Braintree’s new power plant will generate income as well as electricity
By Fred Hanson
The Patriot Ledger
Last update Jul 07, 2009 @ 08:50 AM
BRAINTREE — The whirring sound as it comes to life seems familiar. It’s like the engine noise of a jet accelerating down a runway just before takeoff, only softer.
Inside the metal housings of the Braintree Electric Light Department’s Thomas A. Watson Generation Stations are two Rolls-Royce Trent 60 engines.
“They’re the same jet engine that’s on a Boeing 777,” said William Bottiggi, the department’s general manager.
AMELIA KUNHARDT/The Patriot Ledger
William Bottiggi, general manager of the Braintree Electric Light Department, says he expects the new Watson generating plant to break even in its first year of operation.
Yet, a few feet away from the units, the noise is only about 85 decibels, about the same as what an electric razor makes.
After nearly five years of planning, permitting and construction, the $110 million Watson plant began generating commercial power on June 23. The second unit at the plant completed testing last Tuesday.
The plant covers a 2-acre site on the shore of the Fore River that housed the department’s original Potter I generating plant, which was built more that a half-century ago and decommissioned in the early 1980s.
Designed to operate both on natural gas and ultra-low-sulfur diesel fuel, the new plant will go into operation when demand for power is at its highest, Bottiggi said.
“These units will go from cold to full power in 10 minutes,” he said. “It takes hours and hours to get the older plants running. They can’t respond like we can.”
On a recent afternoon when the sun came out and demand for electricity rose with the temperature, the plant was able to make a $15,000 profit in an hour of operation, he said.
“It’s very weather-dependent,” said Bottiggi, adding that the plant’s capacity is needed much more in the summer and winter than in the spring and fall.
In addition to producing revenue, the plant will protect customers from rate spikes, Bottiggi said.
The benefits are shared with six other municipal light departments and the New Hampshire Electric Cooperative, which have purchased shares of the plant’s output. Braintree has retained 30 percent of the plant’s capacity.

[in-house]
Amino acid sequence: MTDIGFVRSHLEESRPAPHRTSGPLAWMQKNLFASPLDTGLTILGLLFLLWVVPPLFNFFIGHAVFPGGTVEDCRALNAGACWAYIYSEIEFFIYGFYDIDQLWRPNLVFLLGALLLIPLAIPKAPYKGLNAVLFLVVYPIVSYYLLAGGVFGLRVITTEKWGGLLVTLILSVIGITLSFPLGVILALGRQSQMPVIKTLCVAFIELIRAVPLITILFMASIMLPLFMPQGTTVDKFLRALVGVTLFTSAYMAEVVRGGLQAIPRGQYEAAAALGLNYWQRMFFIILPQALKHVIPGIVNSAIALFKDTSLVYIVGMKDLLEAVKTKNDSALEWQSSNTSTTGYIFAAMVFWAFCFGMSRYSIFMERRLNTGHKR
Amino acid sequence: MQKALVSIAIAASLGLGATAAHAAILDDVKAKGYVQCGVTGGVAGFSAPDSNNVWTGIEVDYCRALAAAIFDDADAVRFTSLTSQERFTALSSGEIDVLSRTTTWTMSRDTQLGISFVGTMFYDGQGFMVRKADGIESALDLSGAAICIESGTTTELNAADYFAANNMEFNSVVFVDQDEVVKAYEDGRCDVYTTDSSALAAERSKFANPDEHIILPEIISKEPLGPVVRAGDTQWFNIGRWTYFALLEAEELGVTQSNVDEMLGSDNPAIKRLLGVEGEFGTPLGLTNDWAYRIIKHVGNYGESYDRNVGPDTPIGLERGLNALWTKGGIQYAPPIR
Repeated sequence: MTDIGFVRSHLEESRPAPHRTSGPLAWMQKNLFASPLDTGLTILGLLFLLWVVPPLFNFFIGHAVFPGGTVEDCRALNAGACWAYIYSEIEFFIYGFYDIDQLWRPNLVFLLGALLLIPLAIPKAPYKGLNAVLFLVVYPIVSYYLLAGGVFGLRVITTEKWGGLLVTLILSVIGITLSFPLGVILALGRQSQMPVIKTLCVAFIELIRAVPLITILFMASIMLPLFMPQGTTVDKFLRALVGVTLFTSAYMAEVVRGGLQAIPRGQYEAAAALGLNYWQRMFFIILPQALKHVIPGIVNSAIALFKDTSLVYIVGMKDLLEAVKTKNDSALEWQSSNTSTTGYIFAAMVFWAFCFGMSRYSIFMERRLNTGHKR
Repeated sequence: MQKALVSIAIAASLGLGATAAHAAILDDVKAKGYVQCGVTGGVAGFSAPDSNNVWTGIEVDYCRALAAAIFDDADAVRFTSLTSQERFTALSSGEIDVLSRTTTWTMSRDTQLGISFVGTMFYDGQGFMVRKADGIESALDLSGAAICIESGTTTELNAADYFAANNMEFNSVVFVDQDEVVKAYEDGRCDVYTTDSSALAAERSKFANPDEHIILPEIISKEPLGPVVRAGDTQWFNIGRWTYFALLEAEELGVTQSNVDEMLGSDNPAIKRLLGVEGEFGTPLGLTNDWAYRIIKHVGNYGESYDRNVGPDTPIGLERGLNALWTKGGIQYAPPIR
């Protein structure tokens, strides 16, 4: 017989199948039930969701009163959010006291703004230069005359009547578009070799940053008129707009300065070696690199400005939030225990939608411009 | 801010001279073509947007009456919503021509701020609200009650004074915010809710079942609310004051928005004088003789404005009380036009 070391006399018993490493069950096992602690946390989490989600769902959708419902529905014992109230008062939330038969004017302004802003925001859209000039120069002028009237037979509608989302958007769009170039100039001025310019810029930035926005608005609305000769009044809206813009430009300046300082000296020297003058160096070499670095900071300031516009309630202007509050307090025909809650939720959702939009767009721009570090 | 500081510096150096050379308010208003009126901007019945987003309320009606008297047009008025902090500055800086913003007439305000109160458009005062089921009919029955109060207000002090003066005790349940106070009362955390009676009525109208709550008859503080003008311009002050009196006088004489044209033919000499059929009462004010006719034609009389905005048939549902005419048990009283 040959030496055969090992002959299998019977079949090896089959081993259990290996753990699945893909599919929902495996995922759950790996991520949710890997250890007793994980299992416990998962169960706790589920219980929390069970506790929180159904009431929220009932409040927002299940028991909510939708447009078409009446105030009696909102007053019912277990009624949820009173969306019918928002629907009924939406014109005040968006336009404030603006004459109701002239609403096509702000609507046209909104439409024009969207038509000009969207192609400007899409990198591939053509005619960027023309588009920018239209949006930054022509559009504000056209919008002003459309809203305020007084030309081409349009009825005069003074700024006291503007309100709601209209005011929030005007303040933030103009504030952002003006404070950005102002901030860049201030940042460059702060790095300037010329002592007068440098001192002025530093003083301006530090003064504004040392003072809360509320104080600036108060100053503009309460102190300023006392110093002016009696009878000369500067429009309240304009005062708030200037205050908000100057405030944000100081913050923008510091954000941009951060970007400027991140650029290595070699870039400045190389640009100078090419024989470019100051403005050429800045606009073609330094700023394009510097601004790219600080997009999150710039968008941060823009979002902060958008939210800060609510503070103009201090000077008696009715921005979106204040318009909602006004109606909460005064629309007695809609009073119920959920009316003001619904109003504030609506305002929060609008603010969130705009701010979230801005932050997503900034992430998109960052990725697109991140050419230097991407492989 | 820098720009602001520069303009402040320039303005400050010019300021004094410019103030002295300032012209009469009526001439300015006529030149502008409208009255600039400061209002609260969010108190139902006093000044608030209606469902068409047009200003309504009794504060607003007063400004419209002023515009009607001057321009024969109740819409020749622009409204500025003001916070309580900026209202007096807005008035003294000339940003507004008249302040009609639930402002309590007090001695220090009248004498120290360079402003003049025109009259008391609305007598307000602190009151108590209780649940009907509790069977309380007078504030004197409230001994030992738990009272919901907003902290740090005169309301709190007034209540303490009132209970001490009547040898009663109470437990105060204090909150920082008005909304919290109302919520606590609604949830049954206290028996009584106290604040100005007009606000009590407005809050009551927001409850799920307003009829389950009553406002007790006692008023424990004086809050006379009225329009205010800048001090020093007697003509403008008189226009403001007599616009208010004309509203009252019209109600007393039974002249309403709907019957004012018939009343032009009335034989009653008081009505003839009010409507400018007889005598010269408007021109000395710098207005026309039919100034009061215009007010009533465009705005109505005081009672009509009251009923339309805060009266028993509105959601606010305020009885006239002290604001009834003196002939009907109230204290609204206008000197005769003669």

Braintree homeowners should also see the benefits of the new plant, in the form of lower monthly bills. A customer using 650 kilowatts of electricity a month will pay $5 less for it.
Bottiggi expects the plant to break even in its first year of operation.
“The residents own us,” he said. “Any extra money, we give back to the ratepayers.”
He expects another rate cut either later this year or early next year.
On a recent tour, he pointed out the station’s pollution-control features, including equipment that removes minerals from the water used to generate steam and a tank that holds the ammonia that is added to the generators’ exhaust.
“All that comes out of the stacks is nitrogen, water vapors and carbon dioxide,” Bottiggi said.
The Watson plant and the town’s Potter II station can generate three times as much electricity as town uses on an average day. The department also has the capacity to operate “as an island,” maintaining the power supply to its customers in the event of a regional blackout like the one in 1965.
Fred Hanson may be reached at email@example.com.
A history of the Braintree Electric Light Department
1891: Voters authorize the construction of a generating station to power street lights in town. The plant, built on Allen Street at a cost of $25,000, goes into operation the following year and is quickly expanded to provide power for lights at homes and businesses.
1909: A municipal light board is created to manage the department, which had been overseen by the town’s selectmen.
1957: Growth of the town leads to the construction of the $5 million Potter I plant. The plant runs until 1980, then is torn down to make way for the Watson plant.
Nov. 9, 1965: About 25 million people from Ontario to New Jersey are without electricity because of a massive blackout. The lights stay on in Braintree, which is not tied into the power grid, and in Taunton.
1967: Braintree ties into the Boston Edison system to purchase power when needed and sell excess power.
1973: A $20 million bond is approved for the construction of the Potter II generating station. The station is completed four years later.
1992: The Allen Street complex, at the site of the original generating station, is razed.
1998: The department offers broadband Internet service to residents.
2000: Cable TV service is introduced.
2009: The Thomas A. Watson Generating Stations begin operating.
Sources: Braintree Electric Light Department, Patriot Ledger archives
THOMAS AUGUSTUS WATSON
Watson is best known as the recipient of the first-ever telephone call, which was made by Alexander Graham Bell on March 10, 1876. He also played a major role in the town of Braintree, where he settled on a 60-acre farm in 1883. He started the Fore River Shipyard, later moving it down river to Quincy Point. He chaired the committee that recommended the creation of a municipal power plant and served without pay as the plant’s first general manager. He also served on the town’s school committee for 18 years, advocating for more modern school buildings and the creation of a kindergarten program.